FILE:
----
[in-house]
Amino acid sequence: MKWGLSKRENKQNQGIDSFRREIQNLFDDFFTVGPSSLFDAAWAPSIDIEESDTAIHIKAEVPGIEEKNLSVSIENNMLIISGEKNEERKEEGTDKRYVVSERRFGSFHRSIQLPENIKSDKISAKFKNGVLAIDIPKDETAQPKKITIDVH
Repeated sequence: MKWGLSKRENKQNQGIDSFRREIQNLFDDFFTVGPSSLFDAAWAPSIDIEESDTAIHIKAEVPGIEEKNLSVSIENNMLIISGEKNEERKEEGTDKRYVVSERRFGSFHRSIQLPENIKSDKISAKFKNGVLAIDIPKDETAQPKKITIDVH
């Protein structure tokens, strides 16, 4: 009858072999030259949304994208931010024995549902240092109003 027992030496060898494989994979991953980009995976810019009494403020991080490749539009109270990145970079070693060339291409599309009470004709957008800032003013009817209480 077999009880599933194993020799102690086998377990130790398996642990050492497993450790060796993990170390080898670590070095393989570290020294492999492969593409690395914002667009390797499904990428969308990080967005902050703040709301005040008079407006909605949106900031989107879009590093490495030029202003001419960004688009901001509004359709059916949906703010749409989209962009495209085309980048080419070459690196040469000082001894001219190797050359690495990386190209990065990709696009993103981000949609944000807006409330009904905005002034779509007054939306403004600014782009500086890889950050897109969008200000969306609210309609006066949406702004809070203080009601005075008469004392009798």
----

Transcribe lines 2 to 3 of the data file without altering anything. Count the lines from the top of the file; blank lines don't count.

Amino acid sequence: MKWGLSKRENKQNQGIDSFRREIQNLFDDFFTVGPSSLFDAAWAPSIDIEESDTAIHIKAEVPGIEEKNLSVSIENNMLIISGEKNEERKEEGTDKRYVVSERRFGSFHRSIQLPENIKSDKISAKFKNGVLAIDIPKDETAQPKKITIDVH
Repeated sequence: MKWGLSKRENKQNQGIDSFRREIQNLFDDFFTVGPSSLFDAAWAPSIDIEESDTAIHIKAEVPGIEEKNLSVSIENNMLIISGEKNEERKEEGTDKRYVVSERRFGSFHRSIQLPENIKSDKISAKFKNGVLAIDIPKDETAQPKKITIDVH